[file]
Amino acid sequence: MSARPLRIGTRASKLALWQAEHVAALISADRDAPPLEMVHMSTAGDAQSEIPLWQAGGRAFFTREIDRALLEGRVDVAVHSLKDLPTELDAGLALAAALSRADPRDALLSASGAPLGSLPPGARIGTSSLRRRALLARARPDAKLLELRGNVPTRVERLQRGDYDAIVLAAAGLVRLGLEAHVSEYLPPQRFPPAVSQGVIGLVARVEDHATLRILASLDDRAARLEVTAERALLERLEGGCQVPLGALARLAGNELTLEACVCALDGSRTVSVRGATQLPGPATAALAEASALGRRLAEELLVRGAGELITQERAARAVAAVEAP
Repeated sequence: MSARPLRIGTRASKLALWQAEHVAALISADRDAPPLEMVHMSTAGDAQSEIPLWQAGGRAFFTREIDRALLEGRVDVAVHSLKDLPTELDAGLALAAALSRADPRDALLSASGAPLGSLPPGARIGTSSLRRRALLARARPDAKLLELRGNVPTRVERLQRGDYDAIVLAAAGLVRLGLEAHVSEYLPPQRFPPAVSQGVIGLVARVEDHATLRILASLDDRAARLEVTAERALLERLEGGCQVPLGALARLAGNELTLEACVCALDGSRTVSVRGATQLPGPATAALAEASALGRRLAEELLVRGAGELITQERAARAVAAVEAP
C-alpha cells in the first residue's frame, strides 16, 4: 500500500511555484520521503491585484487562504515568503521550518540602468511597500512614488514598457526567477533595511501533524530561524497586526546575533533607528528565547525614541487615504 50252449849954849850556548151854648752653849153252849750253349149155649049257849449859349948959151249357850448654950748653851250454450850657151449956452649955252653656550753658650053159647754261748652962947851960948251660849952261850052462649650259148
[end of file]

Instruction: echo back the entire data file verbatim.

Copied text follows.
Amino acid sequence: MSARPLRIGTRASKLALWQAEHVAALISADRDAPPLEMVHMSTAGDAQSEIPLWQAGGRAFFTREIDRALLEGRVDVAVHSLKDLPTELDAGLALAAALSRADPRDALLSASGAPLGSLPPGARIGTSSLRRRALLARARPDAKLLELRGNVPTRVERLQRGDYDAIVLAAAGLVRLGLEAHVSEYLPPQRFPPAVSQGVIGLVARVEDHATLRILASLDDRAARLEVTAERALLERLEGGCQVPLGALARLAGNELTLEACVCALDGSRTVSVRGATQLPGPATAALAEASALGRRLAEELLVRGAGELITQERAARAVAAVEAP
Repeated sequence: MSARPLRIGTRASKLALWQAEHVAALISADRDAPPLEMVHMSTAGDAQSEIPLWQAGGRAFFTREIDRALLEGRVDVAVHSLKDLPTELDAGLALAAALSRADPRDALLSASGAPLGSLPPGARIGTSSLRRRALLARARPDAKLLELRGNVPTRVERLQRGDYDAIVLAAAGLVRLGLEAHVSEYLPPQRFPPAVSQGVIGLVARVEDHATLRILASLDDRAARLEVTAERALLERLEGGCQVPLGALARLAGNELTLEACVCALDGSRTVSVRGATQLPGPATAALAEASALGRRLAEELLVRGAGELITQERAARAVAAVEAP
C-alpha cells in the first residue's frame, strides 16, 4: 500500500511555484520521503491585484487562504515568503521550518540602468511597500512614488514598457526567477533595511501533524530561524497586526546575533533607528528565547525614541487615504 50252449849954849850556548151854648752653849153252849750253349149155649049257849449859349948959151249357850448654950748653851250454450850657151449956452649955252653656550753658650053159647754261748652962947851960948251660849952261850052462649650259148